“The psychological part of my job is easily the most important part of my job,” explained Kip Henley, who has caddied for Brian Gay for the past seven years. “Saying the right thing at the right time and knowing when to shut up and get out of the way. The psychology of caddying is way ahead of yardages and reading greens – no doubt about it.”


All of this information leads us back to the Watson-Scott situation from this past Sunday.

Chris Stroud was Watson’s playing partner in the final twosome of the day, giving the eventual runner-up a front row seat at what occurred on the 16th hole.

“For him to hit that one shot poorly and then just go off like that was very surprising,” said Stroud. “For being that close, he could have easily have made a bogey there or at least a double and still been OK. My caddie [John Limanti] and I were talking about it the whole way up to the green while he was in the drop circle. He just talked himself out of the tournament.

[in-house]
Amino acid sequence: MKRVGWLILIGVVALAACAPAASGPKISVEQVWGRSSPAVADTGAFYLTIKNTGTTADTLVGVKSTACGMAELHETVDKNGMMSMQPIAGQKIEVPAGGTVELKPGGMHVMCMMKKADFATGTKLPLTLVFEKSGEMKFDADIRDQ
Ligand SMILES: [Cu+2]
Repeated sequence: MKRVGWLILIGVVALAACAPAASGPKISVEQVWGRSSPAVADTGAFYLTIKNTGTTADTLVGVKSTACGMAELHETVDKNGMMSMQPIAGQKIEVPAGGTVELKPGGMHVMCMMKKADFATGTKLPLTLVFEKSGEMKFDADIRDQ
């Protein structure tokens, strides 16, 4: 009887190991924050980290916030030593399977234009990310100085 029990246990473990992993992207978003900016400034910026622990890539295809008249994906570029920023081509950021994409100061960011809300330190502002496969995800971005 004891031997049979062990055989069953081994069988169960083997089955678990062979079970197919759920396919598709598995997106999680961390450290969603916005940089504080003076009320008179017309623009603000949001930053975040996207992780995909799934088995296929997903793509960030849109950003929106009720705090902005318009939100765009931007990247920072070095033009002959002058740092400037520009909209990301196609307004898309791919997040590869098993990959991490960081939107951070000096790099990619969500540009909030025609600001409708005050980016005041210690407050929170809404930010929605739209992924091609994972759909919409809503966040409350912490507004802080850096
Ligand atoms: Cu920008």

“I think more than anything he'll learn from that. I think the next time he's in that situation, I think he'll draw and say, ‘You know what, I'm not going to do that again. I'm going to choose to be positive with myself and just be persistent and just do the best I can.’

“For Bubba to do that was a little bit of a surprise. I'm sure he'll learn from it.”


With everything we’ve come to know not just about that specific situation on Sunday, but the dynamic between players and caddies, let’s review those earlier questions.